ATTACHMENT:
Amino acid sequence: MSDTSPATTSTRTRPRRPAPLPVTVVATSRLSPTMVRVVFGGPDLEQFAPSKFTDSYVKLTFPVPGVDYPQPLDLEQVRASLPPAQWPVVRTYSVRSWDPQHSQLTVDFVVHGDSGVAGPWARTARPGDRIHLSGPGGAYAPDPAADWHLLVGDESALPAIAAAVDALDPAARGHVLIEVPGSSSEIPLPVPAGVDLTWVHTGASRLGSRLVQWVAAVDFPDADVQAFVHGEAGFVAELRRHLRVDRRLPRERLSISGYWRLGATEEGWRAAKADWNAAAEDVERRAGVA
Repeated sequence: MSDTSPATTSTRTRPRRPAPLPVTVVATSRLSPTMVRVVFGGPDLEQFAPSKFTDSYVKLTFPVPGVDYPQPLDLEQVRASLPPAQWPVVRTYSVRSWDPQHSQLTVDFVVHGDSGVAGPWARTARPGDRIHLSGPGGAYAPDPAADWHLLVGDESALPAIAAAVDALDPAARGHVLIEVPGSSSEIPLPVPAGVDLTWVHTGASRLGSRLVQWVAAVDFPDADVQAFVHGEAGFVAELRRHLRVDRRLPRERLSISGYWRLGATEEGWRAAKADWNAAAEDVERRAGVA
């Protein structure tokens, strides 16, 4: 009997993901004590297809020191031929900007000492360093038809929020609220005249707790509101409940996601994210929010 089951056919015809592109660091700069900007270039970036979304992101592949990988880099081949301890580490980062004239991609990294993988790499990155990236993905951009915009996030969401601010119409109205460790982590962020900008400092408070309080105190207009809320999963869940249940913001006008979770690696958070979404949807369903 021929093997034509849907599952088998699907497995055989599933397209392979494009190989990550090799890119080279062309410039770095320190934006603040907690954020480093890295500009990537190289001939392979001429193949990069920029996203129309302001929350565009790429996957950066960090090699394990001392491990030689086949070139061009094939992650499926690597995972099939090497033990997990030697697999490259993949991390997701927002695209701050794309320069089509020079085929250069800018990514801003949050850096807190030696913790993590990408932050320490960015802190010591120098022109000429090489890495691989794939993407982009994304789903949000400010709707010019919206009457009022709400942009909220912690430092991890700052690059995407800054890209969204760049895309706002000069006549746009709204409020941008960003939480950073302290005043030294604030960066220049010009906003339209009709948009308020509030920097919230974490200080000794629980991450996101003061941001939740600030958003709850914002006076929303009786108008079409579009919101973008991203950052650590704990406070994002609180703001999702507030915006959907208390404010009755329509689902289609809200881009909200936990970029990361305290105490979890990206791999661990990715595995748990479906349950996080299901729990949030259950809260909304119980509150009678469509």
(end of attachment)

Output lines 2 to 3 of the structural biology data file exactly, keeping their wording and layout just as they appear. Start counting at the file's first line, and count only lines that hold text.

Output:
Repeated sequence: MSDTSPATTSTRTRPRRPAPLPVTVVATSRLSPTMVRVVFGGPDLEQFAPSKFTDSYVKLTFPVPGVDYPQPLDLEQVRASLPPAQWPVVRTYSVRSWDPQHSQLTVDFVVHGDSGVAGPWARTARPGDRIHLSGPGGAYAPDPAADWHLLVGDESALPAIAAAVDALDPAARGHVLIEVPGSSSEIPLPVPAGVDLTWVHTGASRLGSRLVQWVAAVDFPDADVQAFVHGEAGFVAELRRHLRVDRRLPRERLSISGYWRLGATEEGWRAAKADWNAAAEDVERRAGVA
């Protein structure tokens, strides 16, 4: 009997993901004590297809020191031929900007000492360093038809929020609220005249707790509101409940996601994210929010 089951056919015809592109660091700069900007270039970036979304992101592949990988880099081949301890580490980062004239991609990294993988790499990155990236993905951009915009996030969401601010119409109205460790982590962020900008400092408070309080105190207009809320999963869940249940913001006008979770690696958070979404949807369903 021929093997034509849907599952088998699907497995055989599933397209392979494009190989990550090799890119080279062309410039770095320190934006603040907690954020480093890295500009990537190289001939392979001429193949990069920029996203129309302001929350565009790429996957950066960090090699394990001392491990030689086949070139061009094939992650499926690597995972099939090497033990997990030697697999490259993949991390997701927002695209701050794309320069089509020079085929250069800018990514801003949050850096807190030696913790993590990408932050320490960015802190010591120098022109000429090489890495691989794939993407982009994304789903949000400010709707010019919206009457009022709400942009909220912690430092991890700052690059995407800054890209969204760049895309706002000069006549746009709204409020941008960003939480950073302290005043030294604030960066220049010009906003339209009709948009308020509030920097919230974490200080000794629980991450996101003061941001939740600030958003709850914002006076929303009786108008079409579009919101973008991203950052650590704990406070994002609180703001999702507030915006959907208390404010009755329509689902289609809200881009909200936990970029990361305290105490979890990206791999661990990715595995748990479906349950996080299901729990949030259950809260909304119980509150009678469509």